English Spelling

English spelling is notoriously complex because it is influenced by multiple systems. Understanding these systems can help teachers explain spelling patterns and irregularities more effectively.

The Phonological System

The phonological system deals with the relationship between sounds (phonemes) and their corresponding letters or letter combinations (graphemes). While many other languages  – Finnish, Italian, Spanish, Turkish, Swahili – are known for their phonetic consistency, English is not a purely phonetic language. In English, the same phoneme can be represented by different graphemes.


  • The sound /f/ can be spelled as “f” in “fun,” “ff” in “cliff,” “ph” in “phone,” and “gh” in “enough.”
  • The vowel sound /iː/ can be spelled as “e” in “me,” “ee” in “see,” “ea” in “eat,” and “ie” in “field.”

Less than 50% of English words are spelled phonetically.

The Morphological System

This is how the structure of words affects spelling. Morphemes include roots, prefixes and suffixes. The ability to recognise morphemes can help decode words.


  • The prefix “un-” remains consistent in spelling and meaning: “unhappy,” “undo,” “untie.”
  • Suffixes ‘ness’, ‘ity/ty’, ‘ment’, ‘tion/sion’ and ‘hood’ indicate noun forms. Can you

The challenge is that although morphemes are spelled consistently, their pronunciation may change.


  • The suffix “-ed” indicates past tense, but its pronunciation varies: “walked” (/t/), “played” (/d/), and “wanted” (/ɪd/).
  • The suffix “-s” indicates plural nouns, but can be pronounced in various ways: “cats” (/s/), “dogs” (/z/), and “horses” (/ɪz/)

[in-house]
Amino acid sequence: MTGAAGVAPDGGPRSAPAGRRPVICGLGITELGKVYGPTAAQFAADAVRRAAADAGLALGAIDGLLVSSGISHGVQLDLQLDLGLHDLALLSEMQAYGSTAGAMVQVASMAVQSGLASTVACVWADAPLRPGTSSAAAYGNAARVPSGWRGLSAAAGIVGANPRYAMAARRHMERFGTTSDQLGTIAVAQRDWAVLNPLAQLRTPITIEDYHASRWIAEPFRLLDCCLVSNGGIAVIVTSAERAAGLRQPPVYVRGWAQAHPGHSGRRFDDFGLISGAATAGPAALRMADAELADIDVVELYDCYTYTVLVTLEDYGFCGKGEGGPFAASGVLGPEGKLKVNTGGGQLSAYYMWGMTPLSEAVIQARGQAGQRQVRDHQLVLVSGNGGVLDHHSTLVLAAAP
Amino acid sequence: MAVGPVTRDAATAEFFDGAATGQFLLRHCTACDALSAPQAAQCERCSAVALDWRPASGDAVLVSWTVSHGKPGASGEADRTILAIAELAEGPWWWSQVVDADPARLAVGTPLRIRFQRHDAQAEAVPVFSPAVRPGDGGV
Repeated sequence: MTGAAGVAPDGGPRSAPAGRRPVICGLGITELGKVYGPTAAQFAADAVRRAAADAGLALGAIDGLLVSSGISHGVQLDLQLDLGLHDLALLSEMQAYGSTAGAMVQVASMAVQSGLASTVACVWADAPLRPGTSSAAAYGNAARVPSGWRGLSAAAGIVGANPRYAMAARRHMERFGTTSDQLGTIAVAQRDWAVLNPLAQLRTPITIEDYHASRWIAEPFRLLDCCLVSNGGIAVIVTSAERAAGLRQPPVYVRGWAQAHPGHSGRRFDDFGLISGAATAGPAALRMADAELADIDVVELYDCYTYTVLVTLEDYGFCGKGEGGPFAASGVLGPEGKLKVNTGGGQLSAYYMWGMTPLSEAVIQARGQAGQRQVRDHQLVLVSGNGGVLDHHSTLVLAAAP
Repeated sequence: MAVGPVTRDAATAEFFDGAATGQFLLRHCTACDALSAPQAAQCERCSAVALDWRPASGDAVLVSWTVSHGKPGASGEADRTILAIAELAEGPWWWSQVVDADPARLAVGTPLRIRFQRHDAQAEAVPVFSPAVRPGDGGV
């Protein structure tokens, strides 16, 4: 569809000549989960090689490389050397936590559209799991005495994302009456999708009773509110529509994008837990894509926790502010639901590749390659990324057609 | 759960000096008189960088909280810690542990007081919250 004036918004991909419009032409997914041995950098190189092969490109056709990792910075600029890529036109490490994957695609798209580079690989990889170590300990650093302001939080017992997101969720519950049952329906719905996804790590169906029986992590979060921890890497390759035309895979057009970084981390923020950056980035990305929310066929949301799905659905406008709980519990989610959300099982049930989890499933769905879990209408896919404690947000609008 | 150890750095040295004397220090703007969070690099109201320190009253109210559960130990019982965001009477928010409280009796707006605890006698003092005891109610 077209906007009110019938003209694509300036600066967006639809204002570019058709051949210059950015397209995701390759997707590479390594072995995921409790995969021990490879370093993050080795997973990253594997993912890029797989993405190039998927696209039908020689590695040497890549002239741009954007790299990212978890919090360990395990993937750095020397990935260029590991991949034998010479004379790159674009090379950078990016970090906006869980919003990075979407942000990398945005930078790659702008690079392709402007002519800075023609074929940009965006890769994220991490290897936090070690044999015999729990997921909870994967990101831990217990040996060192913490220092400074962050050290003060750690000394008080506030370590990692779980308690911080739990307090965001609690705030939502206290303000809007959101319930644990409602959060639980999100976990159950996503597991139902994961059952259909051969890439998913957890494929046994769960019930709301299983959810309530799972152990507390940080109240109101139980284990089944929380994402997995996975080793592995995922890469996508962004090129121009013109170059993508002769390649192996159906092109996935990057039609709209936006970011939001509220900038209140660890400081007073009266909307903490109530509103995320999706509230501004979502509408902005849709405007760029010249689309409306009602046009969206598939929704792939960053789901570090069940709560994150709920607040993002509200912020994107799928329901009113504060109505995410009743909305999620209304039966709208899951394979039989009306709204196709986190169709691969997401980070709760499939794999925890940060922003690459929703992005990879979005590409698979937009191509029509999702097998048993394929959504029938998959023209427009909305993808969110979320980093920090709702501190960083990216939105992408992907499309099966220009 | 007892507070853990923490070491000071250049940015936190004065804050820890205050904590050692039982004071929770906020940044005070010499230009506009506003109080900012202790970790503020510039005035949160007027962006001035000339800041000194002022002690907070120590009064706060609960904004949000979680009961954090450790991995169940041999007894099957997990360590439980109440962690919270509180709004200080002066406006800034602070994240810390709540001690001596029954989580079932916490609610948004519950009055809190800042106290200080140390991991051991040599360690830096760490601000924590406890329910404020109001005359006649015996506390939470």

The Etymological System

Throughout its history English has borrowed extensively from other langauges, which affects its spelling patterns.


  • Words from Old English: “knight” (with the silent “k”).
  • Words from Latin: “aquarium” (with the “qu” spelling).
  • Words from French: “ballet” (with the silent “t”).

The Lexical System

This focuses on spelling conventions in vocabulary usage and word meanings, including homophones (words that sound the same but have different meanings and spellings) and homographs (words that are spelled the same but have different meanings, and sometimes, pronunciations), word families, idioms and collocations.


  • Homophones: “bare” and “bear,” “sea” and “see.”
  • Homographs: “lead” (to guide) and “lead” (a type of metal).

The lexical system highlights relationships between words of the same family.


  • The ‘g’ in the word ‘sign’ /saɪn/ indicates the word’s relationship to the word ‘signature’ /ˈsɪɡnətʃə/

The Graphemic System

This system involves sets of letters and rules governing their use, including letter combinations and positional constraints for reasons of orthographic consistency, historical preservation and/or aesthetic considerations. However, due to the interplay of different systems, there are many exceptions to any rules that can be made.


  • “ck” usually follows a short vowel sound: “duck,” “brick.”
  • ‘q’ is usually followed by a ‘u’.
  • We don’t end a word on a ‘v’.


The phonological and etymological systems are generally the most prevalent and difficult aspects of English spelling due to the inconsistencies and historical influences on spelling patterns. The morphological and graphemic systems, while still challenging, offer more predictable patterns. The lexical system adds a unique set of challenges because they require memorization, rather than decoding.

Understanding these systems of meaning, sound, origin, parts of words and typical letter patterns can help us teach students what to focus on when learning to spell.

Joanna Stirling writes a brilliant blog on English spelling and how to teach it: thespellingblog.blogspot.com